A public consultation on plans for the requirement of lorries in London to fit extra mirrors and side guards to try and reduce the number of accidents involving cyclists and pedestrians has been slammed by the Freight Transport Association as a "missed opportunity".
London Councils is asking boroughs, hauliers, cycling organisations, residents and other interested parties for their views about potentially changing the permission conditions of the London Lorry Control Scheme, to require heavy goods vehicles to fit side guards and extra mirrors to help improve cycle safety
The London Lorry Control Scheme is managed by London Councils on behalf of the 33 London local authorities and Transport for London. The scheme works by restricting the movement of HGVs over 18 tonnes in London between 9pm and 7am on weekdays and between 1pm on Saturdays and 7am on Mondays.
During these times lorries are restricted to a limited ‘excluded route network’ unless they have been granted specific permission to use other roads. The London Lorry Control Scheme balances the need of Londoners to get a good night’s sleep with those of the freight industry to make deliveries. There are currently 56,000 permit holders.
EU and UK legislation requires most HGVs to have side guards and close proximity mirrors fitted. However, many vehicle types including construction vehicles, tipper trucks, cement mixers and waste vehicles are exempted from these requirements.
Although the London Lorry Control Scheme only operates overnight and at weekends, if it was used to implement additional safety measures, the impact of this would be far greater as the lorries are used at other times too.
Christopher Snelling, FTA’s Head of Urban Logistics and Regional Policy, said:
"FTA takes the view that adding additional requirements to vehicles delivering at night is not the appropriate way to improve safety for cyclists in the Capital. Instead London Councils, and the boroughs it consists of, should have looked at updating the Control Scheme, and planning and environmental health requirements, in order to allow quiet deliveries out-of-hours. This would enable as many lorries as possible to operate outside the peak hours when most cyclists are on the roads.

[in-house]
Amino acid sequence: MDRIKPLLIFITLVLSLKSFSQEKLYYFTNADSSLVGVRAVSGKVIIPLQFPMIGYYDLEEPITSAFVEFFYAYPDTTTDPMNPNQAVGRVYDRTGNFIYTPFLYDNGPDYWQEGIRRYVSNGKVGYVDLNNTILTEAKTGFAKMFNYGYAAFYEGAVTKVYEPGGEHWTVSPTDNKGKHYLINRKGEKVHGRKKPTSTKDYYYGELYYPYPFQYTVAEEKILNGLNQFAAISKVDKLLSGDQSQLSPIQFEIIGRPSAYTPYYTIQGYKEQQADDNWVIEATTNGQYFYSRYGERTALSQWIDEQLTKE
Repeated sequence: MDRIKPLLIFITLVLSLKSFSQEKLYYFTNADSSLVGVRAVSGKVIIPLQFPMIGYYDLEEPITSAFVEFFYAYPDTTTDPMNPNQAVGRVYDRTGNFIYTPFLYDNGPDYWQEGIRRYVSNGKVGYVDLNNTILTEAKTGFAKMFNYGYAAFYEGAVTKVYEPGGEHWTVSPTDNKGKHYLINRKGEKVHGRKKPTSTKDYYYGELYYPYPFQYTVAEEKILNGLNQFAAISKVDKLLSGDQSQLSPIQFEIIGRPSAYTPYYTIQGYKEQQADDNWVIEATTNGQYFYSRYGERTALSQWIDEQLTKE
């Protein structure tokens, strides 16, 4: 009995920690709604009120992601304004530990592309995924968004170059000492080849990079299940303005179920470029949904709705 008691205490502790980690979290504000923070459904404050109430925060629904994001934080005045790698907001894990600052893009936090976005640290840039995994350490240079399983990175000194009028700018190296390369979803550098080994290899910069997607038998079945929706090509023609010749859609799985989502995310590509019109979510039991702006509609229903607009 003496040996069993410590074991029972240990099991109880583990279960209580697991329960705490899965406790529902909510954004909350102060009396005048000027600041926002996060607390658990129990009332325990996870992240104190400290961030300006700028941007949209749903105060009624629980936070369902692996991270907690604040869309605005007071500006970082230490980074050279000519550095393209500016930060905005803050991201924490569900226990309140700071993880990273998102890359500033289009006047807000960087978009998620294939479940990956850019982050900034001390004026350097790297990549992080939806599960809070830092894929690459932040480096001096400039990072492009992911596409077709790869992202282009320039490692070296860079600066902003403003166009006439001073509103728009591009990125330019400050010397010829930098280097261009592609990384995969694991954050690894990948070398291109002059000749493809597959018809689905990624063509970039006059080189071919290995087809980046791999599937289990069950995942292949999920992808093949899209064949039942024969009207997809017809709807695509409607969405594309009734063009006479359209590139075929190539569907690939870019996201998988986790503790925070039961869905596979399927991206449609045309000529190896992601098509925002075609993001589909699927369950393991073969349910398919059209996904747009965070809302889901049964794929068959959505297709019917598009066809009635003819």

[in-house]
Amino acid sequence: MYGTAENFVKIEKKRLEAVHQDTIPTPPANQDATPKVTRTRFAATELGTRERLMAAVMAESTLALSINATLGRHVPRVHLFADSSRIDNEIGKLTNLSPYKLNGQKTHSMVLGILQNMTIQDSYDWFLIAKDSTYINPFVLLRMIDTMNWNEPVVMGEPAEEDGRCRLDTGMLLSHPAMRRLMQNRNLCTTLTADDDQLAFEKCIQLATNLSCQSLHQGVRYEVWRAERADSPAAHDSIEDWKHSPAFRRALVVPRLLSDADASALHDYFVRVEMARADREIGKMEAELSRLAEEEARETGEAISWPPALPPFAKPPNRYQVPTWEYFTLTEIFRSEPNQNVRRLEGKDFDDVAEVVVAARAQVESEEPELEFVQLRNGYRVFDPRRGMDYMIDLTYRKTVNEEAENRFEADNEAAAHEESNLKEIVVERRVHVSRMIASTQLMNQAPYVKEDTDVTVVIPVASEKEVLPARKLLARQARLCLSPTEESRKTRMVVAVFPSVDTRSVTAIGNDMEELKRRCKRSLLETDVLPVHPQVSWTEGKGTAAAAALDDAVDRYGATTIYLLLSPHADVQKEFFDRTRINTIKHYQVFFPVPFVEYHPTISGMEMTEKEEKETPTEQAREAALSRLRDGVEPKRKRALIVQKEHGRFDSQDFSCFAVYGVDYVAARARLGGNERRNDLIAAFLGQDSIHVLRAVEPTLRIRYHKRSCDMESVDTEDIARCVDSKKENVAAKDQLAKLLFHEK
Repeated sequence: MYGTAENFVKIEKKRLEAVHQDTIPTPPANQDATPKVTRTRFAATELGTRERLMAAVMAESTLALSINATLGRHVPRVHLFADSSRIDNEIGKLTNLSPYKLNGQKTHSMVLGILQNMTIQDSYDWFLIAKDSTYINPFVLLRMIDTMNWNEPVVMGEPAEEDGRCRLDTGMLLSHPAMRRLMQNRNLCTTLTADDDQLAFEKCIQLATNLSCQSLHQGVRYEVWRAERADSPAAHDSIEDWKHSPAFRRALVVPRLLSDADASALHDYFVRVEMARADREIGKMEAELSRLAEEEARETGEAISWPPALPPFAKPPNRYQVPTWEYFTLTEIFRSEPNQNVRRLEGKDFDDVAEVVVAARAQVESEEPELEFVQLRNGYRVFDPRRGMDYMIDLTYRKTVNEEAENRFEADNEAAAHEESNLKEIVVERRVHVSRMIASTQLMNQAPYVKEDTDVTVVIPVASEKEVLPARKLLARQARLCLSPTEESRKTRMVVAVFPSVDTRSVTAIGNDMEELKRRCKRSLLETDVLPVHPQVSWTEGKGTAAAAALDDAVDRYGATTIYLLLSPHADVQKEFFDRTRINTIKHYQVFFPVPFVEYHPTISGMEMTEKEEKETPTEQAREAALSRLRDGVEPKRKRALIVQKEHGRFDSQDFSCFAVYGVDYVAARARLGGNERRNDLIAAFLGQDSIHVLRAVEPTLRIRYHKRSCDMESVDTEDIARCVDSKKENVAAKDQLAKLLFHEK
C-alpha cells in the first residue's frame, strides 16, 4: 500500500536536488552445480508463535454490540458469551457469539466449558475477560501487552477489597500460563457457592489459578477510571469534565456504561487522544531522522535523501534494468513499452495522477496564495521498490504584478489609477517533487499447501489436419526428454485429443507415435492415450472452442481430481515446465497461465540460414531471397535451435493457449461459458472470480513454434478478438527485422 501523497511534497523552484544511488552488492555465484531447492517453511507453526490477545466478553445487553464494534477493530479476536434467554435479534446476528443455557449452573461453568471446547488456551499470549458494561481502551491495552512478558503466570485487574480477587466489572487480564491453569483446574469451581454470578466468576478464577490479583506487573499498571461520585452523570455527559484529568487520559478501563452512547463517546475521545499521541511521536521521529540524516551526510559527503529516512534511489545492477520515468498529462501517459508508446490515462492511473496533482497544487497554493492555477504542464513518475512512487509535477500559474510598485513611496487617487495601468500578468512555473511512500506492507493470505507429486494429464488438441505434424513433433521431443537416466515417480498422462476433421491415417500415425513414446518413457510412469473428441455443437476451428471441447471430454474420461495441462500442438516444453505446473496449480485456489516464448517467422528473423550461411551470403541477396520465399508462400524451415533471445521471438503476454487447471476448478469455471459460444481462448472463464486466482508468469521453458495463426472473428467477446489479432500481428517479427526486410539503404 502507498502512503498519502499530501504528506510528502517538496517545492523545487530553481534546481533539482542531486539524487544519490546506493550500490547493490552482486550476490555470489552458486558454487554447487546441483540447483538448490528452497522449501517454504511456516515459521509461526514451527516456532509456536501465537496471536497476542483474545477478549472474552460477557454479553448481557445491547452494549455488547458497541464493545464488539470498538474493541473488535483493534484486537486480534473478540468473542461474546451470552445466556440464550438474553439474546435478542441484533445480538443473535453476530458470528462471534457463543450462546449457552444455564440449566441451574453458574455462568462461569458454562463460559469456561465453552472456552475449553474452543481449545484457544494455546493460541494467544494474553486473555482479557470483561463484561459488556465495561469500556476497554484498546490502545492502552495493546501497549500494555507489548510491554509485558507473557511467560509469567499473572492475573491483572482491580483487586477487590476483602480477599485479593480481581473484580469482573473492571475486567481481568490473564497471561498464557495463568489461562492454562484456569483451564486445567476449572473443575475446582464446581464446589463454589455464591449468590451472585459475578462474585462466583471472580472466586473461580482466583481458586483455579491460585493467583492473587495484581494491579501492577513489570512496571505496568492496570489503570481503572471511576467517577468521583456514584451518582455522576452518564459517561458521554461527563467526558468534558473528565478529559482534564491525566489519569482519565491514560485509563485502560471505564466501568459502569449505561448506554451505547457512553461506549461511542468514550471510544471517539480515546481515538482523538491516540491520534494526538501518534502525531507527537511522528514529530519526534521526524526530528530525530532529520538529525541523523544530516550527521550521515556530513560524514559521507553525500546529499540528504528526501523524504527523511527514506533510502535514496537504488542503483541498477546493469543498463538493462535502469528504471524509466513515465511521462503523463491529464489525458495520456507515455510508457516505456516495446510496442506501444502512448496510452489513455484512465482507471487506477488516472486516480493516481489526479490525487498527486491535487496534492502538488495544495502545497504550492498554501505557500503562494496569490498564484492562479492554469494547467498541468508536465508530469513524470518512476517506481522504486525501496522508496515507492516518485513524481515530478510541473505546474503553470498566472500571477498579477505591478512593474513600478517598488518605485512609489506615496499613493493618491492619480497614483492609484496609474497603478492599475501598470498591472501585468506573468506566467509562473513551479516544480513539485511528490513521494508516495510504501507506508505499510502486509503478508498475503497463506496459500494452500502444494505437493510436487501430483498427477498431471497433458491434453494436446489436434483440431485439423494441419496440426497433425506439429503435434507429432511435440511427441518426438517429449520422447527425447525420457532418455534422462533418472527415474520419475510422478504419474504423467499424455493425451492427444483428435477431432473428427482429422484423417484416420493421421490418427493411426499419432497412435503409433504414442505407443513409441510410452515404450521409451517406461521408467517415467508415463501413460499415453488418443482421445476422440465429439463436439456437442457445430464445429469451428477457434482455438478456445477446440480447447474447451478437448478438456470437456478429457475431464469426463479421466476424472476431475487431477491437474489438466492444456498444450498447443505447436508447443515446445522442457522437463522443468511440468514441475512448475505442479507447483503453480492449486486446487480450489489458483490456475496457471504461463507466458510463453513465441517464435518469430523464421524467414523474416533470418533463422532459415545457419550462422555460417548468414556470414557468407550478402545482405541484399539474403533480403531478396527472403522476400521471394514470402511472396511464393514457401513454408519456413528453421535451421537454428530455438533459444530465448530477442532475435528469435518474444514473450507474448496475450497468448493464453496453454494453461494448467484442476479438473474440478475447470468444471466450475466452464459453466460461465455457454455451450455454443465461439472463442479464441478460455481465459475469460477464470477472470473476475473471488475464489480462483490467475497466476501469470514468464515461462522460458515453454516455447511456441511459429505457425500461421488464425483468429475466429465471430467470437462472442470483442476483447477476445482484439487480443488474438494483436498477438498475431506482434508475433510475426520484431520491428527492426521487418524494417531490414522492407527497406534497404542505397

"This is an example of regulatory creep. A scheme introduced to deal with one issue – noise – is now being used to deal with another – safety. Transport for London still intends to regulate in this area and the Department for Transport is also reviewing requirements. How many bodies need to regulate on one issue?
"The way to improve safety is to take intelligent, targeted measures that can reduce the number of incidents and their severity. For HGVs, this means focusing on low quality operators who fail to follow current legal safety requirements."
FTA reiterated its support for the recent increased enforcement effort against targeted, "high-risk HGVs" by the Metropolitan Police and the Driver and Vehicle Standards Agency on London’s streets.
Chair of London Councils’ Transport and Environment Committee, Councillor Catherine West said: "The tragic number of cyclist fatalities in London recently has heightened concerns about cycle safety, particularly the risk of collisions with larger vehicles. Te proposal to amend the Lorry Control Scheme permit conditions is a positive action London Councils can take forward quickly to help tackle this problem.
"I would encourage as many people as possible to take part in the consultation and let us have their views on whether they think extra cycle safety measures should be imposed on lorries traveling through London."
The results of the consultation are due to be considered by London Councils’ Transport and Environment Committee at its meeting on 13 March.